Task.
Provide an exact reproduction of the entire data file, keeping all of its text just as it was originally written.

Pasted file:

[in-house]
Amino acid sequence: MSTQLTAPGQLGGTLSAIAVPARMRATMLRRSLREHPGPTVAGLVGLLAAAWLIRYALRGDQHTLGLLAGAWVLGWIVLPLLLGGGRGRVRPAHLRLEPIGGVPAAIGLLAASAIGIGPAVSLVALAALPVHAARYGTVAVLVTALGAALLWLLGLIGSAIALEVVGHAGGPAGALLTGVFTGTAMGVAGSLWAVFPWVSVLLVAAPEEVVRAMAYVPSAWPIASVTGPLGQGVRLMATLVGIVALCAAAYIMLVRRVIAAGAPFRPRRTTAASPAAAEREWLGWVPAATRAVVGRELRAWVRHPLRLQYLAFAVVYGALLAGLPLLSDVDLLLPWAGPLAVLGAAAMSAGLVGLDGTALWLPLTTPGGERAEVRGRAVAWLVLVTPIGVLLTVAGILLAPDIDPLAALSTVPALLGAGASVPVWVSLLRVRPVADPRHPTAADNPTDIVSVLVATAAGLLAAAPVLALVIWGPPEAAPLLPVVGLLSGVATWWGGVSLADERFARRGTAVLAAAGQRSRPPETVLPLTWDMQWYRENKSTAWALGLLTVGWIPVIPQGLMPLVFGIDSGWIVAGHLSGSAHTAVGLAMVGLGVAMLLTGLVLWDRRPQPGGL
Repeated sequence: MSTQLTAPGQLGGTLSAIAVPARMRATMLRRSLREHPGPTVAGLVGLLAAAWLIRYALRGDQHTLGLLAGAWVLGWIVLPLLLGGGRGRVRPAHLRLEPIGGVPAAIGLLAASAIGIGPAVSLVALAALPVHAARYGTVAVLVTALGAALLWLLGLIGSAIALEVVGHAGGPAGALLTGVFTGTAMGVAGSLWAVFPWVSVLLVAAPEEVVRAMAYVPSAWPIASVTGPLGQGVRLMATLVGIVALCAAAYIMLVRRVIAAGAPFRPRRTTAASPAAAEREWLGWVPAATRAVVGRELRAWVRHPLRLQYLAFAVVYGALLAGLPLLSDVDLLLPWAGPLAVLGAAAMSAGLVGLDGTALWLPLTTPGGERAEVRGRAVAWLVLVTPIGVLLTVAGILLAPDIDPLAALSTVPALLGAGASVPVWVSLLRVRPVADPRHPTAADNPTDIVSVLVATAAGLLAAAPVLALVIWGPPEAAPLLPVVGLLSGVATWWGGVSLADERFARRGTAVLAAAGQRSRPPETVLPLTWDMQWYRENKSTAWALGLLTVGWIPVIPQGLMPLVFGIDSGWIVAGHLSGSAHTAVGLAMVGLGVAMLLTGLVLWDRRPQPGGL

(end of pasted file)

[in-house]
Amino acid sequence: MSTQLTAPGQLGGTLSAIAVPARMRATMLRRSLREHPGPTVAGLVGLLAAAWLIRYALRGDQHTLGLLAGAWVLGWIVLPLLLGGGRGRVRPAHLRLEPIGGVPAAIGLLAASAIGIGPAVSLVALAALPVHAARYGTVAVLVTALGAALLWLLGLIGSAIALEVVGHAGGPAGALLTGVFTGTAMGVAGSLWAVFPWVSVLLVAAPEEVVRAMAYVPSAWPIASVTGPLGQGVRLMATLVGIVALCAAAYIMLVRRVIAAGAPFRPRRTTAASPAAAEREWLGWVPAATRAVVGRELRAWVRHPLRLQYLAFAVVYGALLAGLPLLSDVDLLLPWAGPLAVLGAAAMSAGLVGLDGTALWLPLTTPGGERAEVRGRAVAWLVLVTPIGVLLTVAGILLAPDIDPLAALSTVPALLGAGASVPVWVSLLRVRPVADPRHPTAADNPTDIVSVLVATAAGLLAAAPVLALVIWGPPEAAPLLPVVGLLSGVATWWGGVSLADERFARRGTAVLAAAGQRSRPPETVLPLTWDMQWYRENKSTAWALGLLTVGWIPVIPQGLMPLVFGIDSGWIVAGHLSGSAHTAVGLAMVGLGVAMLLTGLVLWDRRPQPGGL
Repeated sequence: MSTQLTAPGQLGGTLSAIAVPARMRATMLRRSLREHPGPTVAGLVGLLAAAWLIRYALRGDQHTLGLLAGAWVLGWIVLPLLLGGGRGRVRPAHLRLEPIGGVPAAIGLLAASAIGIGPAVSLVALAALPVHAARYGTVAVLVTALGAALLWLLGLIGSAIALEVVGHAGGPAGALLTGVFTGTAMGVAGSLWAVFPWVSVLLVAAPEEVVRAMAYVPSAWPIASVTGPLGQGVRLMATLVGIVALCAAAYIMLVRRVIAAGAPFRPRRTTAASPAAAEREWLGWVPAATRAVVGRELRAWVRHPLRLQYLAFAVVYGALLAGLPLLSDVDLLLPWAGPLAVLGAAAMSAGLVGLDGTALWLPLTTPGGERAEVRGRAVAWLVLVTPIGVLLTVAGILLAPDIDPLAALSTVPALLGAGASVPVWVSLLRVRPVADPRHPTAADNPTDIVSVLVATAAGLLAAAPVLALVIWGPPEAAPLLPVVGLLSGVATWWGGVSLADERFARRGTAVLAAAGQRSRPPETVLPLTWDMQWYRENKSTAWALGLLTVGWIPVIPQGLMPLVFGIDSGWIVAGHLSGSAHTAVGLAMVGLGVAMLLTGLVLWDRRPQPGGL